Wednesday, June 11, 2008

Return to Germany

It has now been just over a week since I posted from Finland. I spent 24 hours sailing from Helsinki to Rostock in Germany. I was pleased and surprised to find that I had internet connection in my cabin on the ship. Every time I looked, there was at least one other ship in sight and often we could just see the coasts of Sweden, Poland and Germany. As we approached Rostock, I tried my mobile phone and it was trying to connect to Danish telecoms. There was a bit of a hassle trying to get from the ship to the hotel, the company does not really cater for the few travellers without cars. However I had an English couple with whom to share my frustration. I spent an hour wandering in Rostock the next morning and the city centre is very pleasant despite the surrounding depressed factory areas and ship yards. There is still some evidence of the old city walls and the Steintor or stone gate was just a few yards from my hotel.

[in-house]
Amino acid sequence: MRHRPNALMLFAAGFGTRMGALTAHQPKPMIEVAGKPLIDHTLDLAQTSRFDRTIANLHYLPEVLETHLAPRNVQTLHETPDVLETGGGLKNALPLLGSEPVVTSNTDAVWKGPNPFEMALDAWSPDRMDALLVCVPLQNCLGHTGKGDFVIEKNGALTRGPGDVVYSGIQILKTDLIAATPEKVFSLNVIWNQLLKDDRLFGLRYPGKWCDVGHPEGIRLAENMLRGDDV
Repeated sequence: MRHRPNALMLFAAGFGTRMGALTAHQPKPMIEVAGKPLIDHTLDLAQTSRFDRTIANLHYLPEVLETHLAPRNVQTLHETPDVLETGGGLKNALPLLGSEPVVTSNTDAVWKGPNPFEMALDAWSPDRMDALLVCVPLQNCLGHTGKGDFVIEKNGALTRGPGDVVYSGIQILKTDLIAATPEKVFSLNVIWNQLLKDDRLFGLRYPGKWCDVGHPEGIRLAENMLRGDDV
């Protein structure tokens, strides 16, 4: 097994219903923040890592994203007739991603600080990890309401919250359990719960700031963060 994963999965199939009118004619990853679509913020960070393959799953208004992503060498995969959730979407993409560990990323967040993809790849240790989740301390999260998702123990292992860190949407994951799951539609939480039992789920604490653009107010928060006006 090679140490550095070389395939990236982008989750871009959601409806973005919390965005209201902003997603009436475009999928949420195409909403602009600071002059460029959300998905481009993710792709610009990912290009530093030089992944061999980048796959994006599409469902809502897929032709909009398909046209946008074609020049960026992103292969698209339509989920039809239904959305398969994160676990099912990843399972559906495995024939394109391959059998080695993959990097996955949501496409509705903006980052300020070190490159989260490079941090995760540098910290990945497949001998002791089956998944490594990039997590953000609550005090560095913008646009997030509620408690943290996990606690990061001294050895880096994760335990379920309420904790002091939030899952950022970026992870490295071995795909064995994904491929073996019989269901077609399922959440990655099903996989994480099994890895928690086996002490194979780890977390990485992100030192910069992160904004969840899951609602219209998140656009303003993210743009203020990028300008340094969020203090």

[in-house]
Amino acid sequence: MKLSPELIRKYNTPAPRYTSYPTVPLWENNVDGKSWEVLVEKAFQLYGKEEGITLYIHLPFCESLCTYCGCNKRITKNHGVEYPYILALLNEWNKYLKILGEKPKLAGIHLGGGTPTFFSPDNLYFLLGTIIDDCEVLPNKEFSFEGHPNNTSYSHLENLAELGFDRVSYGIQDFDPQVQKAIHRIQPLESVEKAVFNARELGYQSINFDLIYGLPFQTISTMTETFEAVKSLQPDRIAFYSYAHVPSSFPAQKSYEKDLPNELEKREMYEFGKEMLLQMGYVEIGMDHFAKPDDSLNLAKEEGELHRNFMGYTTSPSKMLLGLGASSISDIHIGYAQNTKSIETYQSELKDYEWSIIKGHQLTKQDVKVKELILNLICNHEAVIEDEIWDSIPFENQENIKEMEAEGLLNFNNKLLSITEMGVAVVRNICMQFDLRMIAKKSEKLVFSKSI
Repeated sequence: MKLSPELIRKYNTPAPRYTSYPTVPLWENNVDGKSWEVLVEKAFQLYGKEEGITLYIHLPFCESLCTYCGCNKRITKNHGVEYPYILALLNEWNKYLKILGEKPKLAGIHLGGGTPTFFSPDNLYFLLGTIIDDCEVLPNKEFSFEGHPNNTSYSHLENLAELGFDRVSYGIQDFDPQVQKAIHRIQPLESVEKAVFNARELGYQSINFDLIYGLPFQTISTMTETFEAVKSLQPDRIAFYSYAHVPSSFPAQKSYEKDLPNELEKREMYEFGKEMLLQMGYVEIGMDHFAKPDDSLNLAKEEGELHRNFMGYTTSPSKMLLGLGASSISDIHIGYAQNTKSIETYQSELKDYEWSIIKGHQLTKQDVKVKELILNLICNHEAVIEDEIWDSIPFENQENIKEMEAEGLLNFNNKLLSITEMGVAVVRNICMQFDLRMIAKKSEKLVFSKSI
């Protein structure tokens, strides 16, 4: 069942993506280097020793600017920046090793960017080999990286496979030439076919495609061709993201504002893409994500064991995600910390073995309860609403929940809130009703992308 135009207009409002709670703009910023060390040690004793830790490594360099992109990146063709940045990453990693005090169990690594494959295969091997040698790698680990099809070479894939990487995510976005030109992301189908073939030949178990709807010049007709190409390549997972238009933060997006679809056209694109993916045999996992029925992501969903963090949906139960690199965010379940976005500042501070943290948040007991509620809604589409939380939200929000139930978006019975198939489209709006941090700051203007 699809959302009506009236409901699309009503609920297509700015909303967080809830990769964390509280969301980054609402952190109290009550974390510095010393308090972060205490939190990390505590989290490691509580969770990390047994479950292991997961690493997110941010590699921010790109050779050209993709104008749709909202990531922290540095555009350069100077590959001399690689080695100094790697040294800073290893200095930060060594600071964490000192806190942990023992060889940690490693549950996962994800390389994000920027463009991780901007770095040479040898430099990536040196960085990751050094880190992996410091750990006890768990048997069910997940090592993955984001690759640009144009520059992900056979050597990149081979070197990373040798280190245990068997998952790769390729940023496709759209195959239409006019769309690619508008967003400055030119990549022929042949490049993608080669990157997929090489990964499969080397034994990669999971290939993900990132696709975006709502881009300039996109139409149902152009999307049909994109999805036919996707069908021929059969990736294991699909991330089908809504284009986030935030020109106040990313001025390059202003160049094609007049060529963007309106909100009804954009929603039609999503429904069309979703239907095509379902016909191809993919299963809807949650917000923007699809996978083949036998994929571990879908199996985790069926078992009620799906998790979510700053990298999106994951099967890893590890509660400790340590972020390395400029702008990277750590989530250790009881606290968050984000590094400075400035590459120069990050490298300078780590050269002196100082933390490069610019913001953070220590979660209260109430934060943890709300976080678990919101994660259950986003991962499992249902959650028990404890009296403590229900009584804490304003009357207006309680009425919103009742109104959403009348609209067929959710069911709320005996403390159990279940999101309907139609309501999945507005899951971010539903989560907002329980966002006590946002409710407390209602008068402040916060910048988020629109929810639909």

I caught the train to Leipzig with a 30 minute change back in Berlin. For several reasons I was not impressed with Leipzig. It is still undergoing great changes and rebuilding including an underground railway which meant construction sites everywhere. You can tell you are in the old East Germany by the dilapidated, often empty buildings near the railway and those horrible 50's flats in the suburbs. My hotel was located amongst some of these. I knew it was a 20 minute walk from the station but did not expect nearly as long to reach a restaurant.